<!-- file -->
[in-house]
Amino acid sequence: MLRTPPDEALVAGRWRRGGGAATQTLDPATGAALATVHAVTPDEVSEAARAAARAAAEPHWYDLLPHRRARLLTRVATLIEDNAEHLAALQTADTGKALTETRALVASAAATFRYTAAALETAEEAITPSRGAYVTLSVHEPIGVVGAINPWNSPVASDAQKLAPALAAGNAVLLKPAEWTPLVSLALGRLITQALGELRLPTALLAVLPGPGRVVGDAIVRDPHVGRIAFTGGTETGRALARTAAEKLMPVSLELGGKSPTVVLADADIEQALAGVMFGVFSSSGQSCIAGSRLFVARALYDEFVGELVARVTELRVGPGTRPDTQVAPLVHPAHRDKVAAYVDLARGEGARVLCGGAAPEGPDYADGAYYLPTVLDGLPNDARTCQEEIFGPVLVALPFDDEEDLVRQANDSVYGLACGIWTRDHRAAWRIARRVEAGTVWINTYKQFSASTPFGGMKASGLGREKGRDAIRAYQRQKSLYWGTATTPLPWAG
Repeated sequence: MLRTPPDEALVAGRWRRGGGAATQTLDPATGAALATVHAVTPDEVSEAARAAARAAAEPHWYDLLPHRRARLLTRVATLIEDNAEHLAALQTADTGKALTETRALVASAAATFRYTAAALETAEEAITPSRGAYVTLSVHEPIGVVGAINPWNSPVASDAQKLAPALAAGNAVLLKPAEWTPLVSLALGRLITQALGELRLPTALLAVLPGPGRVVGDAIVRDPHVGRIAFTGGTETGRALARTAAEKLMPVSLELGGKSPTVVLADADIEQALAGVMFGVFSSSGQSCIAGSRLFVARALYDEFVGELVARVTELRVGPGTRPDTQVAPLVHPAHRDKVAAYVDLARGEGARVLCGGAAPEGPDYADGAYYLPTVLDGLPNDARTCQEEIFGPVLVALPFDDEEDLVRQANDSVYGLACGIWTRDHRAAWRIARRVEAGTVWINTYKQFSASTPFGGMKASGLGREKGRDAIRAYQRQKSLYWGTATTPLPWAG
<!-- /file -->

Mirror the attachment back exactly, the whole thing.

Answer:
[in-house]
Amino acid sequence: MLRTPPDEALVAGRWRRGGGAATQTLDPATGAALATVHAVTPDEVSEAARAAARAAAEPHWYDLLPHRRARLLTRVATLIEDNAEHLAALQTADTGKALTETRALVASAAATFRYTAAALETAEEAITPSRGAYVTLSVHEPIGVVGAINPWNSPVASDAQKLAPALAAGNAVLLKPAEWTPLVSLALGRLITQALGELRLPTALLAVLPGPGRVVGDAIVRDPHVGRIAFTGGTETGRALARTAAEKLMPVSLELGGKSPTVVLADADIEQALAGVMFGVFSSSGQSCIAGSRLFVARALYDEFVGELVARVTELRVGPGTRPDTQVAPLVHPAHRDKVAAYVDLARGEGARVLCGGAAPEGPDYADGAYYLPTVLDGLPNDARTCQEEIFGPVLVALPFDDEEDLVRQANDSVYGLACGIWTRDHRAAWRIARRVEAGTVWINTYKQFSASTPFGGMKASGLGREKGRDAIRAYQRQKSLYWGTATTPLPWAG
Repeated sequence: MLRTPPDEALVAGRWRRGGGAATQTLDPATGAALATVHAVTPDEVSEAARAAARAAAEPHWYDLLPHRRARLLTRVATLIEDNAEHLAALQTADTGKALTETRALVASAAATFRYTAAALETAEEAITPSRGAYVTLSVHEPIGVVGAINPWNSPVASDAQKLAPALAAGNAVLLKPAEWTPLVSLALGRLITQALGELRLPTALLAVLPGPGRVVGDAIVRDPHVGRIAFTGGTETGRALARTAAEKLMPVSLELGGKSPTVVLADADIEQALAGVMFGVFSSSGQSCIAGSRLFVARALYDEFVGELVARVTELRVGPGTRPDTQVAPLVHPAHRDKVAAYVDLARGEGARVLCGGAAPEGPDYADGAYYLPTVLDGLPNDARTCQEEIFGPVLVALPFDDEEDLVRQANDSVYGLACGIWTRDHRAAWRIARRVEAGTVWINTYKQFSASTPFGGMKASGLGREKGRDAIRAYQRQKSLYWGTATTPLPWAG